In the sixth month of Elizabeth’s pregnancy, God sent the angel Gabriel to Nazareth, a town in Galilee, to a virgin pledged to be married to a man named Joseph, a descendant of David. The virgin’s name was Mary. The angel went to her and said, “Greetings, you who are highly favored! The Lord is with you.”
Mary was greatly troubled at his words and wondered what kind of greeting this might be. But the angel said to her, “Do not be afraid, Mary; you have found favor with God. You will conceive and give birth to a son, and you are to call him Jesus. He will be great and will be called the Son of the Most High. The Lord God will give him the throne of his father David, and he will reign over Jacob’s descendants forever; his kingdom will never end.”
“How will this be,” Mary asked the angel, “since I am a virgin?”
The angel answered, “The Holy Spirit will come on you, and the power of the Most High will overshadow you. So the holy one to be born will be called the Son of God. Even Elizabeth your relative is going to have a child in her old age, and she who was said to be unable to conceive is in her sixth month. For no word from God will ever fail.”
“I am the Lord’s servant,” Mary answered. “May your word to me be fulfilled.” Then the angel left her. (Luke 1:26–38 NIV)
Meet Mary, an ordinary person living an ordinary life. Her life had been all mapped out for her. She was anticipating marriage to an average kind of guy who would offer her a simple life in an unremarkable town called Nazareth. Things were stable and as they should be.
Suddenly, an angel of the Lord appeared to Mary making the most incredulous announcement! With this news, the trajectory of Mary’s life was completely disrupted and headed in an unprecedented direction – one she did not ask for.
I can’t help but wonder if the fact she was highly favoured by God and the assurance he was with her softened the blow at all. I also speculate that she was looking into her future and watching it disintegrate before her eyes. The words “greatly troubled” seem a bit bland, as the literal translation really means Mary was in sheer terror. So much to absorb! An angel? Becoming an unwed mother? To the Messiah? But don’t worry, the Lord is with you in this.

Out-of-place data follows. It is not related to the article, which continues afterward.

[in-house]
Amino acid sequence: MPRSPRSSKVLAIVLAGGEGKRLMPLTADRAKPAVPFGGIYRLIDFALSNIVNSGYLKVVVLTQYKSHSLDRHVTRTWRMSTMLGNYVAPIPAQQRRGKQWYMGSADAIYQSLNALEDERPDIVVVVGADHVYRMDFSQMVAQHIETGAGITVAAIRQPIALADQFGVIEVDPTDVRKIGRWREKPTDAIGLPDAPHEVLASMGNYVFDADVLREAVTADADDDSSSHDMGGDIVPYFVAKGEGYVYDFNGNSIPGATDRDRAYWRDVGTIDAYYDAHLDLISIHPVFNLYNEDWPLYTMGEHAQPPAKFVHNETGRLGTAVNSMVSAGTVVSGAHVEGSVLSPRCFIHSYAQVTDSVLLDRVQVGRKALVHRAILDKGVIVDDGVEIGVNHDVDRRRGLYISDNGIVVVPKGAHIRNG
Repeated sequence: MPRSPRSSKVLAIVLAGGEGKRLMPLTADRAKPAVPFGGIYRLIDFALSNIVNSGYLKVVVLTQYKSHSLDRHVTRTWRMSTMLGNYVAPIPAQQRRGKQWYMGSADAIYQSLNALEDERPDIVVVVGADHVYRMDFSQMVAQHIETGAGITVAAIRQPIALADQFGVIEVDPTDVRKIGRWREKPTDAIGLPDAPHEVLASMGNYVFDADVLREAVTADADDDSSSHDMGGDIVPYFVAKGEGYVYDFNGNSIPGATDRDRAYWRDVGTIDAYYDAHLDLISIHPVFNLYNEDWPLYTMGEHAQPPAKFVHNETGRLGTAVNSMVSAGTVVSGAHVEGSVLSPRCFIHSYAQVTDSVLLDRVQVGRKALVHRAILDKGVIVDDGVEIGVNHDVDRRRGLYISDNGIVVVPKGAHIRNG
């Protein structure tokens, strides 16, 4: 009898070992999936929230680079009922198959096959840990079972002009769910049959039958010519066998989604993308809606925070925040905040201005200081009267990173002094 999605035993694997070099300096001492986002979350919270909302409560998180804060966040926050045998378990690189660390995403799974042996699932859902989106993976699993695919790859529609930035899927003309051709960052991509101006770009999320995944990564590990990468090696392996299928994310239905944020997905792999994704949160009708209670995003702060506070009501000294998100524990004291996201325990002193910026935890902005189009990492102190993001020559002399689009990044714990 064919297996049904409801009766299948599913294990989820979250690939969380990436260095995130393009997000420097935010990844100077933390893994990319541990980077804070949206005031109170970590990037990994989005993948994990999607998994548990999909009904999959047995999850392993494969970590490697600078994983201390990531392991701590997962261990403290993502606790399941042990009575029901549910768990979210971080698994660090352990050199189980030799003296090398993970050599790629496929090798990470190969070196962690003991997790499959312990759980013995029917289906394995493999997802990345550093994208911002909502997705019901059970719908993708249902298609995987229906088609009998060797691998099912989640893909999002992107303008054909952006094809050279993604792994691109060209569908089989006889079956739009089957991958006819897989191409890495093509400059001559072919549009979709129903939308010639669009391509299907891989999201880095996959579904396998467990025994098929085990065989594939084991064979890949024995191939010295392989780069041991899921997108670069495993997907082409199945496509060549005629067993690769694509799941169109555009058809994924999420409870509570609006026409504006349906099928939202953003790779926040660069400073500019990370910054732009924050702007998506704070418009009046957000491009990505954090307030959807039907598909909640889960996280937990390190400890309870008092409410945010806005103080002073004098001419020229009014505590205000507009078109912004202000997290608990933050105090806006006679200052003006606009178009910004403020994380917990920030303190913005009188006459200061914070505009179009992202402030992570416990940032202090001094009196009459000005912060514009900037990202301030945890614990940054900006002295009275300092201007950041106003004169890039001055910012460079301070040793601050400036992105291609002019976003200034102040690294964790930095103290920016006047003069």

I am positive Mary felt completely inadequate for the task at hand. Yet interestingly, even in her terror, Mary does not question whether or not this will happen. Rather, she asks, “How?” She seemed to understand the complexity of her miraculous predicament, as ill-equipped as she might be.
The angel gives her a pragmatic explanation of the plan, as well as some reassurance that Mary is not alone. Her cousin Elizabeth is also experiencing a miraculous pregnancy. Clearly, the Holy Spirit is all over this. It’s happening! No word from God will ever fail!
I might be sounding a bit skeptical about this story, but that’s not how I feel. I am actually quite humbled. The last decade of my life has been full of unwanted disruptions: things I did not ask for, certainly did not desire, and situations I felt completely incapable of handling.
Mary’s story showed me the best way to respond.
Mary’s story is inspiring. Her life was utterly and completely shaped by the sovereignty of God. In the Hebrew world, all life was sacred unto God. Every action was an act of worship. If God says something, it must be so. She implicitly trusted God was with her in this.
Mary gives me hope. She shows me her power and strength came from her response of surrender to God. She offered her life as a sacrifice and instrument to God, allowing him to work through her in bringing his redemption to the world.
Mary’s response tells me God was not merely a nice add-on to her life; he was the central focus. Her story demands our acceptance of the truth that God is the hero of the Grand Story, not us. Sometimes this is frightening and inconvenient, but it is always good.
Mary’s story opens my eyes to the wonder of God and how his desire to accomplish his redemptive work is through us and, most importantly, WITH us.
Deb Judas is part of the NAB Missional Initiatives Team, director of Formation with Forge Canada, and a member of the pastoral team at The Neighbourhood Church in Surrey, British Columbia.